In today’s world where demand for up to date services has grown and the lead times for delivery has continued to be shortened I am often asked, what is the best tool? The answer is, of course, “it depends!” Every organization has different needs, budgets and resources, however the requirements for automated building, testing and delivering new functionality has never been greater.
Every organization must be able to look at the list of requirements for tools from both the operational and development sides of the IT organization as the functions become more and more integrated.
The starting point is a list of generic requirements. An integrated suite is preferable and should include options such as:
- Service Portfolio
- Service Catalog
- Service Design Tools
- Discovery/Deployment/Licensing Technology
- Workflow or process engines
- Configuration Management Systems (CMS)
- Self Help for Users
- Remote Control
- Diagnostic Utilities
- Reporting Tools/Dashboards
- Service Knowledge Management System (SKMS)
Depending on your requirements, goals, budget and maturity level, you may need one, several or all of the above technologies. A good suite will offer the flexibility to purchase only those modules that are currently needed by your organization with the option to add more over time.
The next step is to assess your current tools and their use. The assessment may reveal that you are not using existing tools to their fullest capability. Consider the following when evaluating existing tools and possible new purchases:
- Support for monitoring service levels, data structure, data handling and integration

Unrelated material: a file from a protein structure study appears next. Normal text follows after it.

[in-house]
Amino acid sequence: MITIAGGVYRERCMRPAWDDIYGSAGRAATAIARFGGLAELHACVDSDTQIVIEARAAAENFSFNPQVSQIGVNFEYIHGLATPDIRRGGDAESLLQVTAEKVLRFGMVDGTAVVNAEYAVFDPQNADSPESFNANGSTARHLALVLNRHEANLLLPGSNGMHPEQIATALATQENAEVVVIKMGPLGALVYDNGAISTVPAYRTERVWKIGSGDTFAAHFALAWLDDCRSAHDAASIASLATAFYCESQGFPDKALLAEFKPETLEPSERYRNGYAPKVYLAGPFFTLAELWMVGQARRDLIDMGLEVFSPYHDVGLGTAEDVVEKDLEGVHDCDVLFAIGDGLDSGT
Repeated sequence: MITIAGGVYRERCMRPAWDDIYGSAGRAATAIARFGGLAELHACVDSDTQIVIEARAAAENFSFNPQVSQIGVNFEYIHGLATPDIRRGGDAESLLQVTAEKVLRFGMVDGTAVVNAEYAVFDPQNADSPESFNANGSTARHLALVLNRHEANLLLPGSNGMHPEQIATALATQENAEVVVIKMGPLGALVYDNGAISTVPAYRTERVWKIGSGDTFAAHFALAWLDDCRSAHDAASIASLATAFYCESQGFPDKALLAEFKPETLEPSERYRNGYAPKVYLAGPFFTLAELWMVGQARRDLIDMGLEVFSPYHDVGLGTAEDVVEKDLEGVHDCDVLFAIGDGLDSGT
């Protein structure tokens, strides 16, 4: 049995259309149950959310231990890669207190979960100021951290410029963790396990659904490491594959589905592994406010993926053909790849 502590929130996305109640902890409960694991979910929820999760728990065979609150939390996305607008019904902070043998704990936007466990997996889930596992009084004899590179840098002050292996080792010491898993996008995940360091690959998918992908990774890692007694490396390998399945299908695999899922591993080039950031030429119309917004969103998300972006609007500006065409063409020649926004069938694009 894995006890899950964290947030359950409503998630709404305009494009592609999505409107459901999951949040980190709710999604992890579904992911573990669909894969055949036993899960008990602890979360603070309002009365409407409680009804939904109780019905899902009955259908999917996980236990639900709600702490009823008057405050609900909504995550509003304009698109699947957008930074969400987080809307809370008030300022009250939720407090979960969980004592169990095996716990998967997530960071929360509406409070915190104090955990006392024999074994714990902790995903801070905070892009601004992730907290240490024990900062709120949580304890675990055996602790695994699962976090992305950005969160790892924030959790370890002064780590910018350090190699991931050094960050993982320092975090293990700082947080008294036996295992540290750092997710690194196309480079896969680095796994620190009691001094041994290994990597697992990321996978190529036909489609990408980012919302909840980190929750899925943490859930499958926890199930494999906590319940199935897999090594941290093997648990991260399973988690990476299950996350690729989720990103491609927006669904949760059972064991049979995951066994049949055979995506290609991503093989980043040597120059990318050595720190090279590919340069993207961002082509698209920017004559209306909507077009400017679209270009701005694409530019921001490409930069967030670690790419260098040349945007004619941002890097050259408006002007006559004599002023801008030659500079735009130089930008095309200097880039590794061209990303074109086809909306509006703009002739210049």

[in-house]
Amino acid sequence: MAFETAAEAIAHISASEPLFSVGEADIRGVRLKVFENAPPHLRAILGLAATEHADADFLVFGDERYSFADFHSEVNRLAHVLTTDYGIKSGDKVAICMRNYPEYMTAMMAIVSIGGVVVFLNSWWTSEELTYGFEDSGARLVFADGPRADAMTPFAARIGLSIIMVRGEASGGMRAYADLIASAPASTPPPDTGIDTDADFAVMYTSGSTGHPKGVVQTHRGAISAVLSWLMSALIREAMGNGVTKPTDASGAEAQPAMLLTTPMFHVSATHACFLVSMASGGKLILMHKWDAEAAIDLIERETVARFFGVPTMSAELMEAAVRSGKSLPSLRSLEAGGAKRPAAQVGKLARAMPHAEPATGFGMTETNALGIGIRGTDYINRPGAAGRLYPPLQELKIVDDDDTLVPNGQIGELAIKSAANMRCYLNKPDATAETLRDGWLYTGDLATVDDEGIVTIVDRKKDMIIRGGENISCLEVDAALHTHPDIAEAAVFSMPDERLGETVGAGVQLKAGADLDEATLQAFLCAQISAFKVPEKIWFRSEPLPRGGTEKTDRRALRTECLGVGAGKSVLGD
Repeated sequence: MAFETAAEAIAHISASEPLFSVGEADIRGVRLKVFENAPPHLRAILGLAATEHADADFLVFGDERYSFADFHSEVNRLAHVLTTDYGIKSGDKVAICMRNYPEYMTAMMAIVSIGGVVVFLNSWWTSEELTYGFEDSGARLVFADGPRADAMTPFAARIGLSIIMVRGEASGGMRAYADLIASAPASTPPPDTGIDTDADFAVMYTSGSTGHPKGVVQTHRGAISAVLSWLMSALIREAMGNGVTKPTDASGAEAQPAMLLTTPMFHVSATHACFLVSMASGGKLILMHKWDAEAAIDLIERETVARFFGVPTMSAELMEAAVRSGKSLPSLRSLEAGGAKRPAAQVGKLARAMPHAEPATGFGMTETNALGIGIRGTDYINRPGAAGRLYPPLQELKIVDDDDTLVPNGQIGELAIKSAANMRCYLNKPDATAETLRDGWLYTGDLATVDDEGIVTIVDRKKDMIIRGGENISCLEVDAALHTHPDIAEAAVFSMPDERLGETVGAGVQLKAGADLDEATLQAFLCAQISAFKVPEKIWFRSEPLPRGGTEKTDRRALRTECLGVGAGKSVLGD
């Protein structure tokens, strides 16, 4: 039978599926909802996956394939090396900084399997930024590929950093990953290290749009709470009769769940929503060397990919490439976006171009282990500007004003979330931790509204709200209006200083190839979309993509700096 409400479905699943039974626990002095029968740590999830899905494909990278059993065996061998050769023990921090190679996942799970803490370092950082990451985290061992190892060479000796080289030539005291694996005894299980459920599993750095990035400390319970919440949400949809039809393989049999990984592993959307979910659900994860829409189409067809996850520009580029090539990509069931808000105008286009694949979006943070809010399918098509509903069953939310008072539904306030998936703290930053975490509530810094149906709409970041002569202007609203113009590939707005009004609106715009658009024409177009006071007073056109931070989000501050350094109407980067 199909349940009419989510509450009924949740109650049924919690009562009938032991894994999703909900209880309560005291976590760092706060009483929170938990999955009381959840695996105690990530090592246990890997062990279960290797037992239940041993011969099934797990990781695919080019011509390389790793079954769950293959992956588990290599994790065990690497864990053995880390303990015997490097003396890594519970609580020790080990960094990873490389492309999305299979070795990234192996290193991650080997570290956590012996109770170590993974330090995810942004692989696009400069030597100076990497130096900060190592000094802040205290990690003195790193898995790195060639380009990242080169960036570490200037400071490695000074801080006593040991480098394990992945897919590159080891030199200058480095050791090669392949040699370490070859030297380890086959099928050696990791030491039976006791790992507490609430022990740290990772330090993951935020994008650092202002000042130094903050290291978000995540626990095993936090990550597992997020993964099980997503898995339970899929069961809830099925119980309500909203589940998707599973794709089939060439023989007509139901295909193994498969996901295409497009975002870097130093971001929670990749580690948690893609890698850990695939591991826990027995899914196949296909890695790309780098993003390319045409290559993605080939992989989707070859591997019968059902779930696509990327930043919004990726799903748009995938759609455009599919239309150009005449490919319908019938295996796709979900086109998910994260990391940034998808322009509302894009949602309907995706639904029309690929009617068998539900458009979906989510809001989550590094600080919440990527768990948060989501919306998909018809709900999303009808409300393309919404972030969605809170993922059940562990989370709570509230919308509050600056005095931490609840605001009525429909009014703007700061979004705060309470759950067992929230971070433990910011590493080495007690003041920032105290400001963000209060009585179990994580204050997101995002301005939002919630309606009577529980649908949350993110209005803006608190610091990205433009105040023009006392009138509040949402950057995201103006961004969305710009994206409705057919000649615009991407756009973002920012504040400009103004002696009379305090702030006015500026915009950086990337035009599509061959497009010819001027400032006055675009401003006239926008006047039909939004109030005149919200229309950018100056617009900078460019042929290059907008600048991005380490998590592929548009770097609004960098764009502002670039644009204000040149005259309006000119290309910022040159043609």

- Integration of multi-vendor infrastructure components
- Conformity to international open standards
- Flexibility in implementation usage and data sharing
- Distributed clients with a centralized shared database
- Conversion requirements
- Data backup, control and security
- Support and scalability
The following are useful evaluation techniques:
- Gather your Requirements. (Use the MoSCoW strategy for evaluating your requirements. Must haves (M), Should haves (S), Could haves (C), and our Won’t haves but would like to have (W)?)
- From the MoSCoW list, create a Statement of Requirements (SOR).
- Identify possible products
- Determine a selection criteria
- Evaluate products
- Put together a short list of products
- Score the final products
- Rank the products
- Select the product that meets your needs and budget
Please remember that any tool is NOT a silver bullet. Effective internal processes are critical to gaining efficiencies through tools. Tool success will likely depend on your planning, deployment, management and improvement of process.
While there are many good technologies in the marketplace today, it is important to select the one that meets your specific and unique requirements.